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An eLearning authoring tool is a type of software that allows you to create digital training content, convert it into an eLearning format, and distribute it among learners via a learning management system, or on the web. 

Digital training content includes, but isn’t limited to, e-courses, video lectures, assessments, and simulations. Some tools have a narrow focus, for example, only creating quizzes. However, in most cases, it’s more accurate to say that “an authoring tool” is a set of tools under one roof that covers most of the tasks instructional designers could possibly need to deal with. 

Table of contents:

How Does it Work?

Most authoring tools maintain a slide-based course structure. You create as many slides as you need and fill them with text, images, and animations. Depending on the tool, you can also add interactive elements such as quizzes, video, or drag and drop tasks. When everything is ready, you click Publish and get a package that is ready to be uploaded to your learning management system or website. 

The key idea behind using such authoring tools is making it possible for ordinary computer users to create professional eLearning content. In the early days of eLearning, the development of e-courses was time-consuming and cumbersome, since even the simplest combination of text, images, and a quiz required the participation of programmers and designers.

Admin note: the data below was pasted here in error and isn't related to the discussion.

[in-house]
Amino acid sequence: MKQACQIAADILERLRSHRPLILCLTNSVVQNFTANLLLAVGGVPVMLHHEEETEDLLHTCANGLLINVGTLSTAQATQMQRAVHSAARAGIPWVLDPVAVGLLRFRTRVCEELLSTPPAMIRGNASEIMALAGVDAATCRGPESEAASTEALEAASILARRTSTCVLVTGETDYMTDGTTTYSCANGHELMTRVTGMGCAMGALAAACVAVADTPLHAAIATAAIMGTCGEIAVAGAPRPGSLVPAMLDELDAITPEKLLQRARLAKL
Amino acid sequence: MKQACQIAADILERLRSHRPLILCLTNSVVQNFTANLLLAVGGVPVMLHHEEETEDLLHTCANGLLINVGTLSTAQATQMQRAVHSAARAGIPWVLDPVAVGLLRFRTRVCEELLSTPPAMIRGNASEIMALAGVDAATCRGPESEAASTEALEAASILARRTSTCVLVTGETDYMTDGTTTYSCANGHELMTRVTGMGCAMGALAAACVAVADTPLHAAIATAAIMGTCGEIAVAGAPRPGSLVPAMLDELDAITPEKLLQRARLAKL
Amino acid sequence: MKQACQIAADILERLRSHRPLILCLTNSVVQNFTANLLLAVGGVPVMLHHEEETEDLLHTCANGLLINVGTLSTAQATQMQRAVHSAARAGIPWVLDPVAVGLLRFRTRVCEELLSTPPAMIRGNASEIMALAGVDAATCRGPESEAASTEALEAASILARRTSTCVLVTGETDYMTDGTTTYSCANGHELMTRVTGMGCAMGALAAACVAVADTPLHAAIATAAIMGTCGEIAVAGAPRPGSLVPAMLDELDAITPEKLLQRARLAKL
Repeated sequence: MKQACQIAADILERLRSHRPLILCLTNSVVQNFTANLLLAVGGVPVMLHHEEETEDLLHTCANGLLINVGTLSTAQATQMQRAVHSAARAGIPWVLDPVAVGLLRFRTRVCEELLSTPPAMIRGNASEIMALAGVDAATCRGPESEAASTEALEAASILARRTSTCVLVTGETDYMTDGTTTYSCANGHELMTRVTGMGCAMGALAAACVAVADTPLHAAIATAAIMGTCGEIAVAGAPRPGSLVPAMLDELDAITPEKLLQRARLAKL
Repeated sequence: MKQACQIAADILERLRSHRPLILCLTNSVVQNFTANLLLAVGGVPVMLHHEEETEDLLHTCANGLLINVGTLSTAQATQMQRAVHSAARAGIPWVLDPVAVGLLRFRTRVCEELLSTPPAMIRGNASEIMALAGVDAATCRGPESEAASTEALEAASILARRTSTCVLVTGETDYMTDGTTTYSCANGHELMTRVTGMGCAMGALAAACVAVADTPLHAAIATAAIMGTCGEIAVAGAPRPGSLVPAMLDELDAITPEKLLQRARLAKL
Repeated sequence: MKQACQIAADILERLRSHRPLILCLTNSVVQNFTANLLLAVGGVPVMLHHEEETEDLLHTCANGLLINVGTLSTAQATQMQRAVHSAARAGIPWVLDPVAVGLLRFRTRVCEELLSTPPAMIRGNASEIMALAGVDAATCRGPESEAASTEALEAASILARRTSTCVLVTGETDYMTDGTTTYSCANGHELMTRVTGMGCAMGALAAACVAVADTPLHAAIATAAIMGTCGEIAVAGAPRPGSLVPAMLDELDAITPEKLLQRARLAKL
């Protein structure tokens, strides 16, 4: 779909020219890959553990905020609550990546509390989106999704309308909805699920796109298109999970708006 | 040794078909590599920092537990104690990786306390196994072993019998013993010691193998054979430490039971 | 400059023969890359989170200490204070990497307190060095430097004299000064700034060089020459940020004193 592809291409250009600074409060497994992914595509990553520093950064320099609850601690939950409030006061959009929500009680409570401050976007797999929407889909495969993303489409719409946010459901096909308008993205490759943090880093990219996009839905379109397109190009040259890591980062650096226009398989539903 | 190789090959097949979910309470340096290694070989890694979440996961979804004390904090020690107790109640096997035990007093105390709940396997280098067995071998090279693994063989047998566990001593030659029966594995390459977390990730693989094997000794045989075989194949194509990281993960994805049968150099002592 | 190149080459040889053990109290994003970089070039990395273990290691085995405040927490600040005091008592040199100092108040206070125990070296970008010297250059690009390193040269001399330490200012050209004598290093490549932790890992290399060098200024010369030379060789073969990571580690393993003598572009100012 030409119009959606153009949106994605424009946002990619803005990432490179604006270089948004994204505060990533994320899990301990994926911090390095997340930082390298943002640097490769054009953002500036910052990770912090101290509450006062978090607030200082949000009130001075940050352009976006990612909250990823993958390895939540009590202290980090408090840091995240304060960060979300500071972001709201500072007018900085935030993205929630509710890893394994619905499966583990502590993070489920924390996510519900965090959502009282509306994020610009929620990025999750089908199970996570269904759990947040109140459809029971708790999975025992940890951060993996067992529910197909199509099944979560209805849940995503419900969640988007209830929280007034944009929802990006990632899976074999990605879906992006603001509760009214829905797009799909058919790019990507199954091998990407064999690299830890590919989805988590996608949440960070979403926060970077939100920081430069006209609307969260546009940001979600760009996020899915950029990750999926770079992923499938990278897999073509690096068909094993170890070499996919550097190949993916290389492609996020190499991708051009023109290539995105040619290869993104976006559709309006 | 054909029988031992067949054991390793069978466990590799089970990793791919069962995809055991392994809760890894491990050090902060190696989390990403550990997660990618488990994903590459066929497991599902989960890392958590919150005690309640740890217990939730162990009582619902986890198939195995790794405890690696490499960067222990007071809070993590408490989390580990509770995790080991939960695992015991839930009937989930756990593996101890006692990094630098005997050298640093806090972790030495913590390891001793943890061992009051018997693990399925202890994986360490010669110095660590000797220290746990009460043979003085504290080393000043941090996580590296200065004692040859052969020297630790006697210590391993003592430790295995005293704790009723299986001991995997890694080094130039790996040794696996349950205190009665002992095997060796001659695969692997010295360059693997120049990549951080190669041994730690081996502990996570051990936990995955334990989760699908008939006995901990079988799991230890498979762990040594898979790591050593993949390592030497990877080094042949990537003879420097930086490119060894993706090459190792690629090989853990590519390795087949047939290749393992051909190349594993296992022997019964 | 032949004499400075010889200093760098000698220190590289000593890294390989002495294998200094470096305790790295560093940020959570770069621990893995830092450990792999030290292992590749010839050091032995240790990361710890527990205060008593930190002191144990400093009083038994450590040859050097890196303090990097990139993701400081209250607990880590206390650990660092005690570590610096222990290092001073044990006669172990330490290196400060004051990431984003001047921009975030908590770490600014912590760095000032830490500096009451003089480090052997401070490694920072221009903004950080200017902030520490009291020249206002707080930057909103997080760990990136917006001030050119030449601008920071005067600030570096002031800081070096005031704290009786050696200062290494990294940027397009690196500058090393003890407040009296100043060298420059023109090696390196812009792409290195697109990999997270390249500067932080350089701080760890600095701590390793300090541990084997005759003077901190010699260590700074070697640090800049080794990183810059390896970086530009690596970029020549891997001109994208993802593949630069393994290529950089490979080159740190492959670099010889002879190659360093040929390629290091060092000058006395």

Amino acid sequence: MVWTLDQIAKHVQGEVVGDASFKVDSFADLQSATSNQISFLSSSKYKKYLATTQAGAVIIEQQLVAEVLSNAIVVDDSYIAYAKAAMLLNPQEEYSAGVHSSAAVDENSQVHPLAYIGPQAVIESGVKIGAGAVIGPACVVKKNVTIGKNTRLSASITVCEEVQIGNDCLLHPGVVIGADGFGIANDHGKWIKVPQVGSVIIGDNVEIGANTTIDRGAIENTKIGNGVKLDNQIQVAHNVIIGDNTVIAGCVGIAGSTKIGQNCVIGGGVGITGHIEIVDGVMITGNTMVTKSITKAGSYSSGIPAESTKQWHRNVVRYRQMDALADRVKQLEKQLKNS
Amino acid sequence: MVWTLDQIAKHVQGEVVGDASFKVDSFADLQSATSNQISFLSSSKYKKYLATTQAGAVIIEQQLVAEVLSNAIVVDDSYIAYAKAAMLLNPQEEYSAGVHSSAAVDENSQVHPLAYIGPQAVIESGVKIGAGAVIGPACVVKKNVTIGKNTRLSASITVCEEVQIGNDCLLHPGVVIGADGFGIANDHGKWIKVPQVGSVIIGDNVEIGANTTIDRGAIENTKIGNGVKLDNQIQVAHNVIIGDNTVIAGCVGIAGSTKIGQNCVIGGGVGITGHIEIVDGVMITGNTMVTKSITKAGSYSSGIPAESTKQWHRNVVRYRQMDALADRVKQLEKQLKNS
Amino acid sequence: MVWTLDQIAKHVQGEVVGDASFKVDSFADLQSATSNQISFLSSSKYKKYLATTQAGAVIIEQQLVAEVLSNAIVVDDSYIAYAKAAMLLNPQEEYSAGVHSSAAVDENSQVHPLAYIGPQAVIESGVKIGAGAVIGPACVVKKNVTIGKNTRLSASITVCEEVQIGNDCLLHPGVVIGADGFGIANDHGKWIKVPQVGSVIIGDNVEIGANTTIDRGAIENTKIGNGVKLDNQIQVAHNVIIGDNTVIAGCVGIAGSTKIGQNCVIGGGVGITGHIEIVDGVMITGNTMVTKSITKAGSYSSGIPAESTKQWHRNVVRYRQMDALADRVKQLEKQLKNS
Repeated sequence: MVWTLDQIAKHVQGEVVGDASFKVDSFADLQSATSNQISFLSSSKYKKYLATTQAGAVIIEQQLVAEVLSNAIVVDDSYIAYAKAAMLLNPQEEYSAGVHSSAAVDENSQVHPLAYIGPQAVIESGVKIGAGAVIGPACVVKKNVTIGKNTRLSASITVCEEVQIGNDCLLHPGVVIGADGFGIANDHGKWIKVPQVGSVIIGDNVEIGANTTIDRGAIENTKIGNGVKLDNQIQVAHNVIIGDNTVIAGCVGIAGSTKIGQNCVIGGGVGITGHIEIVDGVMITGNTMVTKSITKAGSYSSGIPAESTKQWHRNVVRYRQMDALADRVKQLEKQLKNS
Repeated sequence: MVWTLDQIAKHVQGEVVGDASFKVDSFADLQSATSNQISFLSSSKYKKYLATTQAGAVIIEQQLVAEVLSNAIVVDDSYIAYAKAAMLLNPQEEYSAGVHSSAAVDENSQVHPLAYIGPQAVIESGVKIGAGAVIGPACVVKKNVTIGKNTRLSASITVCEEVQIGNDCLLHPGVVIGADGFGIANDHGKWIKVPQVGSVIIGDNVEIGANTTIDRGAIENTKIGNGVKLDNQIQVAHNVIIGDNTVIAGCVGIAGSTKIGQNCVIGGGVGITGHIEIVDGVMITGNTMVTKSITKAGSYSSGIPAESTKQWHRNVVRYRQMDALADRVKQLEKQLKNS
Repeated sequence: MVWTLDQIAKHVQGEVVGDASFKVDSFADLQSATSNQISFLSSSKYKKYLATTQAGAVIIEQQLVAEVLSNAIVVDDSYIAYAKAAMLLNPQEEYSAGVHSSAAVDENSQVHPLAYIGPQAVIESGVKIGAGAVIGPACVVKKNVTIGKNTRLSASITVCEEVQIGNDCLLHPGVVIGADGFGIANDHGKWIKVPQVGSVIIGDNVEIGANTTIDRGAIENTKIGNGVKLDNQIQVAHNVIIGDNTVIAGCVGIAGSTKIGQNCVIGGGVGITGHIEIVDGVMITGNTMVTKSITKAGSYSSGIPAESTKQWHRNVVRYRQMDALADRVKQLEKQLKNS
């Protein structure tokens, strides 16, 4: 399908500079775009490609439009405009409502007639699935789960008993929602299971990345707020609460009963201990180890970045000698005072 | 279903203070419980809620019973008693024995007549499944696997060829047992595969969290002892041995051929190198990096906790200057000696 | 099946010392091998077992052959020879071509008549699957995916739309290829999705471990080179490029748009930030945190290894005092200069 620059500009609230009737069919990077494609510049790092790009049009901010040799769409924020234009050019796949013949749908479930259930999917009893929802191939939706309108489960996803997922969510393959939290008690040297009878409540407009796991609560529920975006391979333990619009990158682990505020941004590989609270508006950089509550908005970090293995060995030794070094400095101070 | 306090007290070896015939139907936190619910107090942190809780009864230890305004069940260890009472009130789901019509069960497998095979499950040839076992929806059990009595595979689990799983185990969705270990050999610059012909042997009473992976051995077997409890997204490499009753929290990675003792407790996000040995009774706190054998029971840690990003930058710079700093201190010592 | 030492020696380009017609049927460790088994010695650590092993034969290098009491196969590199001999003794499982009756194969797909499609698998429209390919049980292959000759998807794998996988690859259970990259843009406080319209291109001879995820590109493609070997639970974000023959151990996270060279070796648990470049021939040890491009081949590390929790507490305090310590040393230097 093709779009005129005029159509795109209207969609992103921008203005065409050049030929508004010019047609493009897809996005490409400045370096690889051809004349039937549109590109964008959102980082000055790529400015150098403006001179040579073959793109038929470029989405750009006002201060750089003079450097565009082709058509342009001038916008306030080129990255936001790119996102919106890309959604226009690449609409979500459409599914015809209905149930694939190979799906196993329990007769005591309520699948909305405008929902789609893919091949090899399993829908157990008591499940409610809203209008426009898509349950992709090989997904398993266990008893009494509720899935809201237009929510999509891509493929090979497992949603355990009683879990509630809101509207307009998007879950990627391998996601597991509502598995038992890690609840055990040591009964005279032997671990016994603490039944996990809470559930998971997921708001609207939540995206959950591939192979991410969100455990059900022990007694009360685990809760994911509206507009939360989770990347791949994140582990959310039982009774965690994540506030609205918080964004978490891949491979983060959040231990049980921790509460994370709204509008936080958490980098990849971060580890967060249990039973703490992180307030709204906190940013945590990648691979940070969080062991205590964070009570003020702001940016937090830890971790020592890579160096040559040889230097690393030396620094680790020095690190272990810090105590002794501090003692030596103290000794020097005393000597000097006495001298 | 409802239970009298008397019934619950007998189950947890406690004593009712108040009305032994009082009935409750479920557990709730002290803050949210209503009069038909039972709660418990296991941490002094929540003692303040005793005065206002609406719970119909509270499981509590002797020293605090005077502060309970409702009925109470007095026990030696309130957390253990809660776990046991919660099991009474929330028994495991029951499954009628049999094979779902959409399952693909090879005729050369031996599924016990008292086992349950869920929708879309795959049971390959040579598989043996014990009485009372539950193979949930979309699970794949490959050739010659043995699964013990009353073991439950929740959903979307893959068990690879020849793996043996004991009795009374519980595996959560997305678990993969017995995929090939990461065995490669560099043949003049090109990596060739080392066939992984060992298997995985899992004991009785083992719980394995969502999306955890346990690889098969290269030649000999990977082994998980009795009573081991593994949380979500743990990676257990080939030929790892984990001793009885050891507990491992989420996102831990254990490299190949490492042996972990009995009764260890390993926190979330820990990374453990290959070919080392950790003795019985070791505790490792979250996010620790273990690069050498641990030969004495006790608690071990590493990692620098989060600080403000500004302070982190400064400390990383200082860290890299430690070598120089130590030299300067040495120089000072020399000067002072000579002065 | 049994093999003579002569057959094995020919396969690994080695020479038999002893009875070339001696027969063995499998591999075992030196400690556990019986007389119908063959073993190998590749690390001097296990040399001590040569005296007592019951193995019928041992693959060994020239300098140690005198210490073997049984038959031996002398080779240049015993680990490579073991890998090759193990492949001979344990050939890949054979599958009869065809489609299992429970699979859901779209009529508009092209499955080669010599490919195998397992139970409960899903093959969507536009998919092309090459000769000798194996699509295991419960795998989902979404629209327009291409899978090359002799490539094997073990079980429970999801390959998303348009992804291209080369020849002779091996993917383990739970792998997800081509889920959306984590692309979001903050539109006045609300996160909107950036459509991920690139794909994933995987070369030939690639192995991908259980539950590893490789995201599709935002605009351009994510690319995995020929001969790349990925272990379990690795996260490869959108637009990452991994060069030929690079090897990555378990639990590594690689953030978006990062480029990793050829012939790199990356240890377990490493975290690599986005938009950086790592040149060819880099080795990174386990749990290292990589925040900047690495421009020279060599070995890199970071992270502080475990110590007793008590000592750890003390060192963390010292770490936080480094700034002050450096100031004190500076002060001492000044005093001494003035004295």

Now, with an eLearning authoring tool at hand, you can create awesome interactions, which previously would have demanded programming skills and hours of work, in just a few clicks. Would you like to visualize steps or a timeline? No problem! Choose the interaction type from the list, add your text and images, and that’s that. Of course, even now when authoring tools are far easier than they used to be, some are still easier than others.

This leads us to the categories the tools can be placed in. 

Types of Authoring Tools

Standalone authoring tools

Just as Photoshop was created as a graphics editor, a standalone authoring tool is a solution specially designed for eLearning development. Such tools take time to master, so you may need preliminary training to get started and, sometimes, even programming skills to create custom interactions.